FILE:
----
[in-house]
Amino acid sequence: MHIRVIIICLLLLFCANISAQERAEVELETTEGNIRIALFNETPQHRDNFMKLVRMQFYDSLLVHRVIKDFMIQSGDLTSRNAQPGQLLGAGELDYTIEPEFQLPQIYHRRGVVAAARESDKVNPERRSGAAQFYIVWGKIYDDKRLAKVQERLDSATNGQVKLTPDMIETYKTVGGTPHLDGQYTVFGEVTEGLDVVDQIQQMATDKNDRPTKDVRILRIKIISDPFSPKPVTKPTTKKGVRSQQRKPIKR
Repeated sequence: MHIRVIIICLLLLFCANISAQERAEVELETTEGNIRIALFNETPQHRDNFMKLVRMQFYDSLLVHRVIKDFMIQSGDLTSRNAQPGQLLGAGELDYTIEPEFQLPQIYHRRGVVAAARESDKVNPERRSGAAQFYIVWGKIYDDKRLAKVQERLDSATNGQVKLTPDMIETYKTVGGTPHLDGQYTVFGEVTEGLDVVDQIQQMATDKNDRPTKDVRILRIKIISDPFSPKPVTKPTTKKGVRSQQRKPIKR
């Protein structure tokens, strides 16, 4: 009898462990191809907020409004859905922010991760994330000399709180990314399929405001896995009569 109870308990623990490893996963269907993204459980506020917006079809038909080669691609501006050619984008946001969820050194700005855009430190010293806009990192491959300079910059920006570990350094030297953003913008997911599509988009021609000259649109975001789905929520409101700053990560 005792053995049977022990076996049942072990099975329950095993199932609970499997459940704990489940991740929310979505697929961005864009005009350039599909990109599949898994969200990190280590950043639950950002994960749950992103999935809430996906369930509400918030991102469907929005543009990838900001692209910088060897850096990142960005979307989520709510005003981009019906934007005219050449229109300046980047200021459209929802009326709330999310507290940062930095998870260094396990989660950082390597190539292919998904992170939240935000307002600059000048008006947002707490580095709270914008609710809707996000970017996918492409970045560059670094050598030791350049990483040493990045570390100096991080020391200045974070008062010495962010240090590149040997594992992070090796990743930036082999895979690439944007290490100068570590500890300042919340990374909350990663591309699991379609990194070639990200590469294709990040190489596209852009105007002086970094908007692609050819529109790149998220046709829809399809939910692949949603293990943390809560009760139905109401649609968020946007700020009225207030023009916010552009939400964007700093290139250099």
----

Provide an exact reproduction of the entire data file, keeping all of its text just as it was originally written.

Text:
[in-house]
Amino acid sequence: MHIRVIIICLLLLFCANISAQERAEVELETTEGNIRIALFNETPQHRDNFMKLVRMQFYDSLLVHRVIKDFMIQSGDLTSRNAQPGQLLGAGELDYTIEPEFQLPQIYHRRGVVAAARESDKVNPERRSGAAQFYIVWGKIYDDKRLAKVQERLDSATNGQVKLTPDMIETYKTVGGTPHLDGQYTVFGEVTEGLDVVDQIQQMATDKNDRPTKDVRILRIKIISDPFSPKPVTKPTTKKGVRSQQRKPIKR
Repeated sequence: MHIRVIIICLLLLFCANISAQERAEVELETTEGNIRIALFNETPQHRDNFMKLVRMQFYDSLLVHRVIKDFMIQSGDLTSRNAQPGQLLGAGELDYTIEPEFQLPQIYHRRGVVAAARESDKVNPERRSGAAQFYIVWGKIYDDKRLAKVQERLDSATNGQVKLTPDMIETYKTVGGTPHLDGQYTVFGEVTEGLDVVDQIQQMATDKNDRPTKDVRILRIKIISDPFSPKPVTKPTTKKGVRSQQRKPIKR
């Protein structure tokens, strides 16, 4: 009898462990191809907020409004859905922010991760994330000399709180990314399929405001896995009569 109870308990623990490893996963269907993204459980506020917006079809038909080669691609501006050619984008946001969820050194700005855009430190010293806009990192491959300079910059920006570990350094030297953003913008997911599509988009021609000259649109975001789905929520409101700053990560 005792053995049977022990076996049942072990099975329950095993199932609970499997459940704990489940991740929310979505697929961005864009005009350039599909990109599949898994969200990190280590950043639950950002994960749950992103999935809430996906369930509400918030991102469907929005543009990838900001692209910088060897850096990142960005979307989520709510005003981009019906934007005219050449229109300046980047200021459209929802009326709330999310507290940062930095998870260094396990989660950082390597190539292919998904992170939240935000307002600059000048008006947002707490580095709270914008609710809707996000970017996918492409970045560059670094050598030791350049990483040493990045570390100096991080020391200045974070008062010495962010240090590149040997594992992070090796990743930036082999895979690439944007290490100068570590500890300042919340990374909350990663591309699991379609990194070639990200590469294709990040190489596209852009105007002086970094908007692609050819529109790149998220046709829809399809939910692949949603293990943390809560009760139905109401649609968020946007700020009225207030023009916010552009939400964007700093290139250099």